China's move towards modernisation continued in 1910 with the abolition of slavery, a practice which had been legal for some 3,000 years. Rather in contrast, on 1st September the Vatican introduced a compulsory oath against modernism, to be taken by all priests upon ordination. This requirement remained mandatory until 1967.
In England, King Edward VII died on 6th May, six days after catching a cold. His successor to the throne was his son, George, who would be crowned George V in 1911. On hearing of his father's death George wrote in his diary, "I have lost my best friend and the best of fathers ... I never had a [cross] word with him in my life. I am heart-broken and overwhelmed with grief but God will help me in my responsibilities and darling May will be my comfort as she has always been. May God give me strength and guidance in the heavy task which has fallen on me". King Edward VI's death was mourned in Australia every bit as much as in Britain.
In the USA immediately following a 4th July heavyweight boxing fight between African-American Jack Johnson and white American James J. Jeffries, won by the former, race riots broke out all over the country.
In Australia, at the federal election of 13th April 1910 Labour won 41 seats in the house of representatives and 22 in the senate; the Fusionists’ totals were 31 and 14 respectively. Since the inception of the Commonwealth no single party had ever previously won a majority in either house, let alone both. Moreover, Labour’s victory represented the first time in history that a social-democratic party had achieved power anywhere in the world.
The Fusionists’ loss was at least in part attributable to dissension within the party’s ranks. Deakin, for example, wanted the party to be named the Liberals, but many party members objected to this as they believed it harked back to Deakin’s Protectionists. Most newspapers continued to refer to the party as the Fusionists. Another factor was the widespread perception that the merger between the Free Traders and Protectionists was merely a marriage of convenience fuelled by the presumption that Labour, if elected, would implement a series of radical policies. However, "fears of Labour extremism were not fulfilled by Labour’s use of its power, for the new government behaved with the restraint and respect of a reformist rather than a radical party.”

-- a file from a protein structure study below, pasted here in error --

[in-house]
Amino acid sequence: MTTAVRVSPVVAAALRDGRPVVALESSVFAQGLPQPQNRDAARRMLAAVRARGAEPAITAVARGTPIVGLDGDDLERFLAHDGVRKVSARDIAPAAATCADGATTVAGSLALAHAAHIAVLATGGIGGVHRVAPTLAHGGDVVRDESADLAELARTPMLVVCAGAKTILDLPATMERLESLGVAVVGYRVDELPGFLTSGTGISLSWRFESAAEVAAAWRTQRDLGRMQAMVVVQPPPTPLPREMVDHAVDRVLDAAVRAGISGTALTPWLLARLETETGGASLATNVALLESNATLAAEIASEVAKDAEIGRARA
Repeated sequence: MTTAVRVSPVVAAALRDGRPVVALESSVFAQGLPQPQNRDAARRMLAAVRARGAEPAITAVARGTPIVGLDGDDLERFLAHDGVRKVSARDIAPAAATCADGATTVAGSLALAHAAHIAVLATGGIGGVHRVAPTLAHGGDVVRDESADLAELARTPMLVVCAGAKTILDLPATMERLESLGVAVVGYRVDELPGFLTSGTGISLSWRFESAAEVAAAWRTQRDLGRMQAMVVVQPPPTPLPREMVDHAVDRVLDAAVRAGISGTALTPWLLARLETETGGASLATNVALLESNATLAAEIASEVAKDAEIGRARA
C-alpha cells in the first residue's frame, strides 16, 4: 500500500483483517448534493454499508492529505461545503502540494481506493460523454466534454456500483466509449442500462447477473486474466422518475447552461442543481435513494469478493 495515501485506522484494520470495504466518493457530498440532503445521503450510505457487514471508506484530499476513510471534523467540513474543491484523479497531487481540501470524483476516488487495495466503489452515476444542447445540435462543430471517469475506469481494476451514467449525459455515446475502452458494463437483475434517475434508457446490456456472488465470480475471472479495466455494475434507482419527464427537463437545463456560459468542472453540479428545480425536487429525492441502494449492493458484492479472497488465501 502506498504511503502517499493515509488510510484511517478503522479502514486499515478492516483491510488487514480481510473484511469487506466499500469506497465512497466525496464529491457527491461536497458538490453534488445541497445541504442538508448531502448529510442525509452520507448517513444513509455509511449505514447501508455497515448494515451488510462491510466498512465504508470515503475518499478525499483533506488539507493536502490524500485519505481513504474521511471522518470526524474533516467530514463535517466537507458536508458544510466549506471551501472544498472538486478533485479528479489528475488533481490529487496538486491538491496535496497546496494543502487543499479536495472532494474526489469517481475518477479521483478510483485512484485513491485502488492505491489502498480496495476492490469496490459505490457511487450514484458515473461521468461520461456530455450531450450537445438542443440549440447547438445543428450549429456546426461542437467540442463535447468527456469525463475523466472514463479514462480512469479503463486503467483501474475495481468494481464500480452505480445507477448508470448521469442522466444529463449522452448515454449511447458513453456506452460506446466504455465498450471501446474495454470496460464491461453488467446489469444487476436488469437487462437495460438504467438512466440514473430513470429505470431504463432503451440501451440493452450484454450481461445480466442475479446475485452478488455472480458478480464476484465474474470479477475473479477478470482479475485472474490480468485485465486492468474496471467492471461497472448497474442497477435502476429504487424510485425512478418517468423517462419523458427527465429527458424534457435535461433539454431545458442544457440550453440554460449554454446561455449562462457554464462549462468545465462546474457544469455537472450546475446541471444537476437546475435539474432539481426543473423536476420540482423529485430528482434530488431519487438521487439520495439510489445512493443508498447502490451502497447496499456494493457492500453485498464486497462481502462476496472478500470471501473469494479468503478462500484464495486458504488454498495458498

Perhaps the most significant decision taken by Labour during its tenure was its choice of Canberra, rather than Dalgety, as the nation’s future capital. The fact that an aboriginal name was selected might seem strange, especially in light of the prevailing belief in white supremacy, but in fact it was an extremely popular decision. (The main alternative suggestion for the capital’s name was Shakespeare!)
In the country which a large number of Australians referred to a “home” the main events of 1910 were the death on 6th May of King Edward VII and the ascent to the throne of his son, who became known as George V, and who would remain on the throne until 1936. Other major world events included revolutions in Mexico and Portugal, the return of Halley’s comet, and the creation of the Union of South Africa with the unification of four previously separate British colonies: Cape Colony, Natal Colony, Transvaal Colony and Orange River Colony.
The 1910 VFL season saw Carlton, no longer coached by John Worrall, dominate the home and away rounds to top the ladder with just 3 losses in 18 matches. However, the Blues fell apart during the finals, losing their semi final clash with South Melbourne by 12 points and succumbing by 14 points to Collingwood in the challenge final. The Magpies thus won their first flag since 1903, and their fourth in total (three in the VFL and one in the VFA).
North Melbourne scored a comfortable 9.14 (68) to 5.9 (39) triumph over Brunswick in the VFA to capture their third flag. Teams in the VFA comprised 16 players this season. Elsewhere, premierships were claimed by Port Adelaide (SAFL), East Fremantle (WAFL), Cananore (TFL), YMCA (NWSAFL) and South Brisbane (QFL). The WAFL premiership play-off was noteworthy in that East Perth, which had only entered the competition in 1906, reached it for the first ever time. Within a decade the Royals would establish themselves as one of the leading teams not only in Western Australia but nationally as well.
 A Short History of Australia by Manning Clark page 223.)
“ A nation which put leisure above overtime was was able to prove that they were the right stuff on the sports field, though there were more spectators than participants. That typical delight in the other man’s failure was beginning to show, as Manning Clark says ‘because the one thing Australians do know is failure: they know the failure of being unable to impose their will on their vast continent. They know they’re going to be beaten by drought, by flood, by fire, by the rise and fall in world prices over which they have no control’.” (Australia: A History by Mike Walker, page 108.)
1910: Labour in Power